Weeki Wachee Distillery Offers Tours, Tastings, Outdoor Fun
by PAUL CATALA
photos by Jessica and Bobby McDonald
The Chassahowitzka Wildlife Management Area is known around Florida and beyond as a refuge for approximately 250 species of birds, more than 50 species of reptiles and amphibians, and at least 25 different species of mammals.
It’s also home to something a bit more unexpected — a distillery.
Nestled on 80 acres inside the wildlife management area is NJoy Spirits Distillery, a more than 3,000-square-foot distillery that uses rye grain and sugarcane grown right on the premises to produce award-winning whiskey, rum and moonshine made from purified rainwater.
Founded and operated by Kevin and Natalie Goff, the facility isn’t hidden among bushes or covered with a tarp. It’s wide open for tourists and visitors to peruse and sample products while escaping urban life and taking in the natural surroundings and wildlife found in the management area.
Natalie Goff, 55, says running a distillery is quite different from her work as a registered nurse. She and her 63-year-old husband, Kevin, a contractor, decided to open NJoy after buying the property and a suggestion by her father to build a distillery there in 2002.
They used their own money to finance the construction, and in 2012 NJoy became licensed by the state and formally opened to the public.
Njoy Spirits received zoning approval in 2012 for a distillery, but that didn’t include a permit petition for events or tours. In February of 2018, the Hernando County Planning & Zoning Commission recommended approval to hold events and tours.
Since then, the Goffs — along with a bartender – have worked with barley, malting, mashing, fermentation and distillation to keep the products flowing.
That process results in a yearly production of about 2,500 cases of their three products:
- Wild Buck —A 100-proof American whiskey made from their own rye grain that is fermented and aged in barrels in the Florida climate.
- Mermaid Rum —A gold, 100-proof, 3-year-old Florida Sugar Cane sipping rum blended with a Caribbean pot still rum that is aged in the Wild Buck Whiskey barrels.
- Ryes In Shine — Farm-grown, 150-proof rye grain moonshine straight from the still.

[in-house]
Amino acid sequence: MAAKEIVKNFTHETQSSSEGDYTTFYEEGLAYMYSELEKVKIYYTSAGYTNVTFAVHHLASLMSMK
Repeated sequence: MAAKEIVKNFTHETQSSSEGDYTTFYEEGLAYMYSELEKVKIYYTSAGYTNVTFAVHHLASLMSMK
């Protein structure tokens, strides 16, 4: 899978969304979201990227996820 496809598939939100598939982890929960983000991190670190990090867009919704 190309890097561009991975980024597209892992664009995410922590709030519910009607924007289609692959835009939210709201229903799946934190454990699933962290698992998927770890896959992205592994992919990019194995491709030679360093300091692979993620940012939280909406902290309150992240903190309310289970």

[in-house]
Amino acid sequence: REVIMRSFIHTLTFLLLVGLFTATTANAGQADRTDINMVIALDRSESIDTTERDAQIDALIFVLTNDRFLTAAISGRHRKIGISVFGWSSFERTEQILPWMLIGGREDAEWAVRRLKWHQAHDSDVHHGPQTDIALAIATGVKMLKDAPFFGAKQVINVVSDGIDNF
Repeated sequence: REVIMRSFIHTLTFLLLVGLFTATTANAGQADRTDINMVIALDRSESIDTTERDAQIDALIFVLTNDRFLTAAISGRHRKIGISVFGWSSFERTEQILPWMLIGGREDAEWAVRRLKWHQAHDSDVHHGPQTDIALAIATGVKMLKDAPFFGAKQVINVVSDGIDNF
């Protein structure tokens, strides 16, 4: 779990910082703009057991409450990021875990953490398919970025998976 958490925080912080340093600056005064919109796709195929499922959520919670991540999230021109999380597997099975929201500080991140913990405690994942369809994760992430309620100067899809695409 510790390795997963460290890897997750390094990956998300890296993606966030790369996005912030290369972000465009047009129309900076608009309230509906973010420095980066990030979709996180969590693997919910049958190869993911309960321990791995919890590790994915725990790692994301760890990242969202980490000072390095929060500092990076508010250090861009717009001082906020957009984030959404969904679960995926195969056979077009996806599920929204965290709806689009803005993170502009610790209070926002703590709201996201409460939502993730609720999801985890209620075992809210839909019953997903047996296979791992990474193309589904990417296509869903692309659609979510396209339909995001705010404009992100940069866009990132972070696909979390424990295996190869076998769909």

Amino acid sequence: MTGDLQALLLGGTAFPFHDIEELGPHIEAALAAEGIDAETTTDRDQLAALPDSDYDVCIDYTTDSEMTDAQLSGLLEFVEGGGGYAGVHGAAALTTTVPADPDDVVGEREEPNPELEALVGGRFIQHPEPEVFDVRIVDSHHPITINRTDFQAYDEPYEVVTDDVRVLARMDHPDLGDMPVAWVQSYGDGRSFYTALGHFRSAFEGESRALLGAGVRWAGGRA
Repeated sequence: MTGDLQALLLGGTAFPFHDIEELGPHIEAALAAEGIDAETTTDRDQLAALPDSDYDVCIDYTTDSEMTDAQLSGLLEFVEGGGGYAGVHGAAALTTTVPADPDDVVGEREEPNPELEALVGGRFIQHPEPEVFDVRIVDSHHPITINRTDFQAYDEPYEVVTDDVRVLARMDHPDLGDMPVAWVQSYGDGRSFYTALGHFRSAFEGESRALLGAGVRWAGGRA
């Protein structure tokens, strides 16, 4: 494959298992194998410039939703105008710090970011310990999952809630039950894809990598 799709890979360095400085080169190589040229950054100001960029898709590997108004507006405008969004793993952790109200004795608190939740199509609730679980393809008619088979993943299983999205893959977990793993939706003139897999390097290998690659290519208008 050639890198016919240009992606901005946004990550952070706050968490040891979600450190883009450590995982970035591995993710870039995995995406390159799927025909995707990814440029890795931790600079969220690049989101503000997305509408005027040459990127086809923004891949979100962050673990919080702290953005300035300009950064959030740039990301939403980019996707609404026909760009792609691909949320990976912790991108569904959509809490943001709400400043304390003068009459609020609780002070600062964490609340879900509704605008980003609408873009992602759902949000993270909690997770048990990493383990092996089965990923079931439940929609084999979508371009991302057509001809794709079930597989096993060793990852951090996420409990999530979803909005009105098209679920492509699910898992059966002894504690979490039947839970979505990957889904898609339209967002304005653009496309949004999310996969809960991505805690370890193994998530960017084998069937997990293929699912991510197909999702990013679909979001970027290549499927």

Developing the process of distillation didn’t come from the internet, video or book.
“We did a lot of reading, a lot of research and a lot of trial and error,” says Natalie, a St. Petersburg native.
Part of that learn-as-you-go approach to NJoy also resulted in the agritourism aspect of the property. Each day, anywhere from about 50 to 150 guests drive 15 minutes south through the Chassahowitzka Wildlife Management Area to arrive at the entrance to NJoy.
Natalie says just getting to the NJoy entrance driveway can be an adventure.
“Driving here, they may see bears, they may see deer, they may see hogs, they may see turtles, they may see otters — we have people telling us they see all kinds of things,” she says.
Natalie adds that the distillery helps to boost the economies of the Nature Coast, particularly Hernando and Citrus counties.
“It helps all businesses. We send people who visit here to local breweries…the Weeki Wachee Park, mom-and-pop restaurants, so it’s this intertwining of networking and growing organically, which is so important,” she says. “It’s just this really important way to keep local people vested and keep them here in Hernando County.”
Besides the chance to see a distillery in action and sample and buy products or enjoy the outdoors, NJoy offers on-site games such as horseshoes and cornhole. The site is also near a spring-fed pond, has picnic tables and dogs on leashes are permitted. There are also donkeys, cows, horses and chickens on the grounds.
The Goffs are also in the process of having a putting green installed, which should be ready by the end of September. Musical acts and bands perform Saturdays once or twice a month and there are possible plans to add a wood-fired pizza oven inside the building.
Even with all the amenities and activities, Natalie admits that sometimes it’s a challenge to get folks onto the driveway and into the doors. Signs advertising NJoy have been permitted in the wildlife management area.
“Just because we’re off the beaten path, sometimes people don’t want to go five miles through the park to get here. They think, ‘Surely, there can be nothing this far in the woods.’ Sometimes, they turn around before they get here,” she says. “We often rely on word-of-mouth to get people to keep going.”
The Goffs say they are considering adding comedy and cocktail nights and hosting private, catered events with select barrels of spirits being served. It’s all about their relationship with their surroundings, their business and their guests.
“People just like to come because there’s a lot of social-distancing opportunities, it’s a beautiful property — people like to meet their friends for picnics and corporate gatherings,” Natalie says. “People love it here; I can’t get them out. It’s not like Disney – it’s more laid-back, being outdoors, that’s our big attraction. People love that, they love that rawness.”